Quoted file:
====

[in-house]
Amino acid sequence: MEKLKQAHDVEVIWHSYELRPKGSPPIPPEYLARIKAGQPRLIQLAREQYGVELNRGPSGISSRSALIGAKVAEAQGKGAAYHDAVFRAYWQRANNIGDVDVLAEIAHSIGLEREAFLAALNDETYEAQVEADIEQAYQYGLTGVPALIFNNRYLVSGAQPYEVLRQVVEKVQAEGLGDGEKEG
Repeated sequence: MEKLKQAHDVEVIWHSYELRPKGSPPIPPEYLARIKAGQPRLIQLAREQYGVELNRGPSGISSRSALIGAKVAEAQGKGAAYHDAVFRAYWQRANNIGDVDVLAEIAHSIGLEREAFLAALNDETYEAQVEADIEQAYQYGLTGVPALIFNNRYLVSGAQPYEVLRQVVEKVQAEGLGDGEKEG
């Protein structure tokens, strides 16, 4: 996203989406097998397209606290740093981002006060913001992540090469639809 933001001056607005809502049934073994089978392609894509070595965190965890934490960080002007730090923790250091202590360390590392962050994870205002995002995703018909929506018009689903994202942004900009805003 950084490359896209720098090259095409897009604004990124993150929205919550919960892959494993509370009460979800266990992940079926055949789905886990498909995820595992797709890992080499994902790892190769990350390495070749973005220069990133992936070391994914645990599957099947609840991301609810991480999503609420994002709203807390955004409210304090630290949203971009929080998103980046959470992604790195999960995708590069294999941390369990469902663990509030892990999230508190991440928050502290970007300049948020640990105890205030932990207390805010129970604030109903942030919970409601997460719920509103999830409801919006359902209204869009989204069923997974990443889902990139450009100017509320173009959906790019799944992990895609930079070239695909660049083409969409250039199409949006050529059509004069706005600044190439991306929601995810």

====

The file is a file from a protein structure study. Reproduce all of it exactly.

[in-house]
Amino acid sequence: MEKLKQAHDVEVIWHSYELRPKGSPPIPPEYLARIKAGQPRLIQLAREQYGVELNRGPSGISSRSALIGAKVAEAQGKGAAYHDAVFRAYWQRANNIGDVDVLAEIAHSIGLEREAFLAALNDETYEAQVEADIEQAYQYGLTGVPALIFNNRYLVSGAQPYEVLRQVVEKVQAEGLGDGEKEG
Repeated sequence: MEKLKQAHDVEVIWHSYELRPKGSPPIPPEYLARIKAGQPRLIQLAREQYGVELNRGPSGISSRSALIGAKVAEAQGKGAAYHDAVFRAYWQRANNIGDVDVLAEIAHSIGLEREAFLAALNDETYEAQVEADIEQAYQYGLTGVPALIFNNRYLVSGAQPYEVLRQVVEKVQAEGLGDGEKEG
């Protein structure tokens, strides 16, 4: 996203989406097998397209606290740093981002006060913001992540090469639809 933001001056607005809502049934073994089978392609894509070595965190965890934490960080002007730090923790250091202590360390590392962050994870205002995002995703018909929506018009689903994202942004900009805003 950084490359896209720098090259095409897009604004990124993150929205919550919960892959494993509370009460979800266990992940079926055949789905886990498909995820595992797709890992080499994902790892190769990350390495070749973005220069990133992936070391994914645990599957099947609840991301609810991480999503609420994002709203807390955004409210304090630290949203971009929080998103980046959470992604790195999960995708590069294999941390369990469902663990509030892990999230508190991440928050502290970007300049948020640990105890205030932990207390805010129970604030109903942030919970409601997460719920509103999830409801919006359902209204869009989204069923997974990443889902990139450009100017509320173009959906790019799944992990895609930079070239695909660049083409969409250039199409949006050529059509004069706005600044190439991306929601995810």